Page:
A. Except as provided in this section, or as otherwise provided by law, a landlord may not retaliate by increasing rent or decreasing services or by bringing or threatening to bring an action for possession or by causing a termination of the rental agreement pursuant to § 55-222 or 55-248.37 after he has knowledge that (i) the tenant has complained to a governmental agency charged with responsibility for enforcement of a building or housing code of a violation applicable to the premises materially affecting health or safety; (ii) the tenant has made a complaint to or filed a suit against the landlord for a violation of any provision of this chapter; (iii) the tenant has organized or become a member of a tenants’ organization; or (iv) the tenant has testified in a court proceeding against the landlord. However, the provisions of this subsection shall not be construed to prevent the landlord from increasing rents to that charged on similar market rentals nor decreasing services that shall apply equally to all tenants.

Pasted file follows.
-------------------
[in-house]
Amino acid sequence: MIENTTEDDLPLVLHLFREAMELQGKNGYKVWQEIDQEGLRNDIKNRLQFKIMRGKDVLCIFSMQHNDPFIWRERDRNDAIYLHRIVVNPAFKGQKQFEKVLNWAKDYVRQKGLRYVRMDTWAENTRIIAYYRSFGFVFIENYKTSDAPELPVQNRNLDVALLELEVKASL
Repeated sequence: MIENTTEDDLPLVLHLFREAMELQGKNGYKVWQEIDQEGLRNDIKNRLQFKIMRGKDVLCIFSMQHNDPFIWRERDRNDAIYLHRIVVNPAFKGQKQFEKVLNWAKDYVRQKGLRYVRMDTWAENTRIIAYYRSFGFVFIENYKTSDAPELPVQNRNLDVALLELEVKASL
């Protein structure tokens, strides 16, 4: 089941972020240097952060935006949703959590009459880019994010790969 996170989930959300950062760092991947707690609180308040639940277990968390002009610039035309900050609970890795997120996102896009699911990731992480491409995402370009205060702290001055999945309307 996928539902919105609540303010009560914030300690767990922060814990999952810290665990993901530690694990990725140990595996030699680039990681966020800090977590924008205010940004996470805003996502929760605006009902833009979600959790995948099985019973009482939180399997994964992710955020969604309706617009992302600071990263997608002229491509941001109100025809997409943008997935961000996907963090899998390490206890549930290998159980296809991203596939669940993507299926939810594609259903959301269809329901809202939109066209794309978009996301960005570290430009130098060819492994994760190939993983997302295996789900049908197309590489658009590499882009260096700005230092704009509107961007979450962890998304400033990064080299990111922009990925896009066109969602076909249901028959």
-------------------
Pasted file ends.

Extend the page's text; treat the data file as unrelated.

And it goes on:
B. If the landlord acts in violation of this section, the tenant is entitled to the applicable remedies provided for in this chapter, including recovery of actual damages, and may assert such retaliation as a defense in any action against him for possession. The burden of proving retaliatory intent shall be on the tenant.
4. The tenant is in default of a provision of the rental agreement materially affecting the health and safety of himself or others. The maintenance of the action provided herein does not release the landlord from liability under § 55-248.15:1.
D. The landlord may also terminate the rental agreement pursuant to § 55-222 or 55-248.37 for any other reason not prohibited by law unless the court finds that the reason for the termination was retaliation.
1974, c. 680; 1983, c. 396; 1985, c. 268; 2000, c. 760; 2015, c. 408.